Delight as our readers hit the target for memorial on unmarked grave of Doncaster steam train speed record driver

Less than a week ago we launched a Free Press campaign for a memorial on the unmarked grave of legendary Doncaster train driver Joe Duddington.

Wednesday, 17th February 2021, 12:30 pm

And today we can announce that our readers have helped smash the £2,000 target for the monument in just a few days.

In fact, £5,000 has now been donated to the appeal by Friends of Hyde Park Cemetery.

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3rd June 1938: Fireman T H Bray on the left and next to him Driver R J Duddington who made history by driving the LNER locomotive 'Mallard' at 125mph. They are in the dynamometer car at Kings Cross station, London studying the instruments which recorded the record-breaking feat. (Photo by Fox Photos/Getty Images)

It means that work will go ahead to put a headstone on the unmarked grave of Mr Duddington, who was the driver of the locomotive Mallard on the day it broke the world speed record for a steam engine, in 1938 – a record that still stands today. It reached 126mph.

We have helped the friends group raise the money in just under a week, since we launched our campaign on our website.

Now we will follow the progress of the memorial until it is put in place.

Lynsey Slater, spokeswoman for Friends of Hyde Park Cemetery thanks our readers for their support in raising the money so quickly.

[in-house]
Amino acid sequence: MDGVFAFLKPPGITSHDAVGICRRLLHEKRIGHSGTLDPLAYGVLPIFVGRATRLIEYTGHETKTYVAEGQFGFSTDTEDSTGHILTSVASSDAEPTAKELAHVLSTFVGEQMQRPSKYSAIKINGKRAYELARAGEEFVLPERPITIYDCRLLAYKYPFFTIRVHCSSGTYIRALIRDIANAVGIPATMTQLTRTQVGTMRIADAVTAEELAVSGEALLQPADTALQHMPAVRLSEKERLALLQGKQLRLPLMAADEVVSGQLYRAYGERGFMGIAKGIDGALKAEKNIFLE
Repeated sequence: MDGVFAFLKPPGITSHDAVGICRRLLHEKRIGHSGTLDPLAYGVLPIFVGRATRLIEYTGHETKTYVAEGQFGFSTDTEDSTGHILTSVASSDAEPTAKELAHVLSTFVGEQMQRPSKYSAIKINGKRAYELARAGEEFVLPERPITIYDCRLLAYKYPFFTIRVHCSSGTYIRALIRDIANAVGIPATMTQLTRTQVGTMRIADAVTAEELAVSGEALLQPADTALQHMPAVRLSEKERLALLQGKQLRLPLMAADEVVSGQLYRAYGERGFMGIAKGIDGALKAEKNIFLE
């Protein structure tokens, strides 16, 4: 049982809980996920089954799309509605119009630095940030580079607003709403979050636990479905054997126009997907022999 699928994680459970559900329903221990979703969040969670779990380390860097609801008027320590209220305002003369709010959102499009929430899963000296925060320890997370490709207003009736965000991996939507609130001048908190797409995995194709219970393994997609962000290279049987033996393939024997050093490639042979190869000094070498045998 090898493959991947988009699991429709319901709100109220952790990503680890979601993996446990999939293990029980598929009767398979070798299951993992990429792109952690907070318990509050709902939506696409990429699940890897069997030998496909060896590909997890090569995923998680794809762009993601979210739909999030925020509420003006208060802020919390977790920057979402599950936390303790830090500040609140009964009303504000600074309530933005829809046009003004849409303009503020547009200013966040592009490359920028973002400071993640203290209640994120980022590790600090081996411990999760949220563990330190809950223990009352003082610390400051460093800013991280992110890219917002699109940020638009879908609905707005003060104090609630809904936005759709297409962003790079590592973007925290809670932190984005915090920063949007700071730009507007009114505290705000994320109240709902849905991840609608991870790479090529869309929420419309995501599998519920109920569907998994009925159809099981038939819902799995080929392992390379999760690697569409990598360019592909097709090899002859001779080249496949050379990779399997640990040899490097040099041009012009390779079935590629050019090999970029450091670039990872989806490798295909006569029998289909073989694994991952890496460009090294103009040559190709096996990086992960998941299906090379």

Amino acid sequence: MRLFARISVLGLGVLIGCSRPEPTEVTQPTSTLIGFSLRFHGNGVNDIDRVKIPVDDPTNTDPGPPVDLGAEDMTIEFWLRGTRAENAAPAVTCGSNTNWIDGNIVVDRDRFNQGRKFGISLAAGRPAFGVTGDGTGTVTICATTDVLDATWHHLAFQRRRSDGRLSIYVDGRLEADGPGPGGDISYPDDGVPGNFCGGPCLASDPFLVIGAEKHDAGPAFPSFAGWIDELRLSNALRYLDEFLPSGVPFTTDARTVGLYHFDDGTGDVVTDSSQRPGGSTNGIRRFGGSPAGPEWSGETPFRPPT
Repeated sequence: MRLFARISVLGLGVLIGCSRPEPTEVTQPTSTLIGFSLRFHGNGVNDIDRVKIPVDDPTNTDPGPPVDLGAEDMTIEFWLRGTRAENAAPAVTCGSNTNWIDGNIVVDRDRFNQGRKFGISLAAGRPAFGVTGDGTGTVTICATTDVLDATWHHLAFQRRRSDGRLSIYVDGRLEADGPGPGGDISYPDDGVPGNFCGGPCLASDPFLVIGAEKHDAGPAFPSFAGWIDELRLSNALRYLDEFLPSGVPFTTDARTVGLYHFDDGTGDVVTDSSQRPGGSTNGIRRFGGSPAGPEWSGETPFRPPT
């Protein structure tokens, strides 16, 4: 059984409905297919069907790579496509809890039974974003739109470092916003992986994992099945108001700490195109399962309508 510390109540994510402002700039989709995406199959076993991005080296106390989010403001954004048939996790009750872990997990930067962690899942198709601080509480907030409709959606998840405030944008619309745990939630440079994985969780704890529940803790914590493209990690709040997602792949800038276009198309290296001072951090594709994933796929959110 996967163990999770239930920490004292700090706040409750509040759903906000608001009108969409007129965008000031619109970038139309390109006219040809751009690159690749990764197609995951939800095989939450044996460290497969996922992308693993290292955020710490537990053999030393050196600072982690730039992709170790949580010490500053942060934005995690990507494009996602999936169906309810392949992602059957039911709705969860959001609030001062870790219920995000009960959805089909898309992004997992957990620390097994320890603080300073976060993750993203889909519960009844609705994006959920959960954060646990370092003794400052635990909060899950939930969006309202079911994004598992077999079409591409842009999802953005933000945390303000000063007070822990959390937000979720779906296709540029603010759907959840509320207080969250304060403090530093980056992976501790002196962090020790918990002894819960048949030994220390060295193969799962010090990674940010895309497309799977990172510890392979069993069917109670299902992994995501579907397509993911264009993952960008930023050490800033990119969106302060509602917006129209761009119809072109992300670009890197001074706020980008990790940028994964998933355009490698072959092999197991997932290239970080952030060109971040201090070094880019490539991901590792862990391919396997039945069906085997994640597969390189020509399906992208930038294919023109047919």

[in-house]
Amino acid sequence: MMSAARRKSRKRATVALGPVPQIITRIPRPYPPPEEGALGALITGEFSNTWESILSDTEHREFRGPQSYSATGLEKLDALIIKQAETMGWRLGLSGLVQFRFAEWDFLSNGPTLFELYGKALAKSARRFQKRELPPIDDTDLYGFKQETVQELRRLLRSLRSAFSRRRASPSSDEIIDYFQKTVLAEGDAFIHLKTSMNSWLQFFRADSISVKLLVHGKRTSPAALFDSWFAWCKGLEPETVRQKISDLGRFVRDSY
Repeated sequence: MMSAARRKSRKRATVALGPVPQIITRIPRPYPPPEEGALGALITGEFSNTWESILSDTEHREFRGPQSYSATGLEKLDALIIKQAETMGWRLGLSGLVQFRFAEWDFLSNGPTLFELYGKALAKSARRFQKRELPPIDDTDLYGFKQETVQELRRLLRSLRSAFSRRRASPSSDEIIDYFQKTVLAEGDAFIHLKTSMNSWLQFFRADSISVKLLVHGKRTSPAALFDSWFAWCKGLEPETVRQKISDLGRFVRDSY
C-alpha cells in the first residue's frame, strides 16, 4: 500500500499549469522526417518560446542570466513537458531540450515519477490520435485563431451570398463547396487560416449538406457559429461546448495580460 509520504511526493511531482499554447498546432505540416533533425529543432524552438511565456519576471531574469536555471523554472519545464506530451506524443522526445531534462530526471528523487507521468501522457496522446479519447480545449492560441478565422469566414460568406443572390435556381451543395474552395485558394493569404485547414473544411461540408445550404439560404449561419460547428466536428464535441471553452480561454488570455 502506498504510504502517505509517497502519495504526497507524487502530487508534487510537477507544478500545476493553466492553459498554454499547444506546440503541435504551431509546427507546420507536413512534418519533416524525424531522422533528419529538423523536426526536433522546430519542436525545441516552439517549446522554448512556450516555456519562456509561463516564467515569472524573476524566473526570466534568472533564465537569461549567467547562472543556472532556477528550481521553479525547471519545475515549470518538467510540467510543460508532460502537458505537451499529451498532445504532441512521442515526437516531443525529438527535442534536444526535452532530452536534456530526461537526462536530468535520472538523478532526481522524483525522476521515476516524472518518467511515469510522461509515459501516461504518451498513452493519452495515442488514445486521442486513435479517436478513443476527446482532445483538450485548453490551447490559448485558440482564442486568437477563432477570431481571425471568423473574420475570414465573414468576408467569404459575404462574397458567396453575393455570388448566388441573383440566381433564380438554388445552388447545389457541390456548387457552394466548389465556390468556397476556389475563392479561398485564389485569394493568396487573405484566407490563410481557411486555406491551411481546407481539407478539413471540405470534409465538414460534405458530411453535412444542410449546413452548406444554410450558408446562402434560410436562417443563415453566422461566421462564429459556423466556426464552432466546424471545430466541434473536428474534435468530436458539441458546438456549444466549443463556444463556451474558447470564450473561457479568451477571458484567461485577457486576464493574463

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She said the money that has been raised would be used to add more features to explain how Joe and his firemen, Tommy Bray, became world record breakers.

She said: “We have gone from £1,000 to £5,000 in a week.Originally the target was £2,000 for a just a headstone. This means we can get a headstone, kerbing, decorative stones and something explaining what he did. The response has been phenomenal.

“It is a testimony to the communities that have helped, the Free Press readers, the way it has snowballed. People have been so generous.”

She said the work would now move on to looking at the design of the memorial, with a mock-up set to be created that they will be able to see, allowing them to look at the different options that may be available.

They are looking at the possibility of a picture of Mallard also being part of the memorial.

Matt Delaney, Joe Duddington’s great grandson, has also backed our campaign and is keen to see a memorial in place to recognise what his great grandfather did.

In these confusing and worrying times, local journalism is more vital than ever. Thanks to everyone who helps us ask the questions that matter by taking out a subscription or buying a paper. We stand together. Nancy Fielder, editor.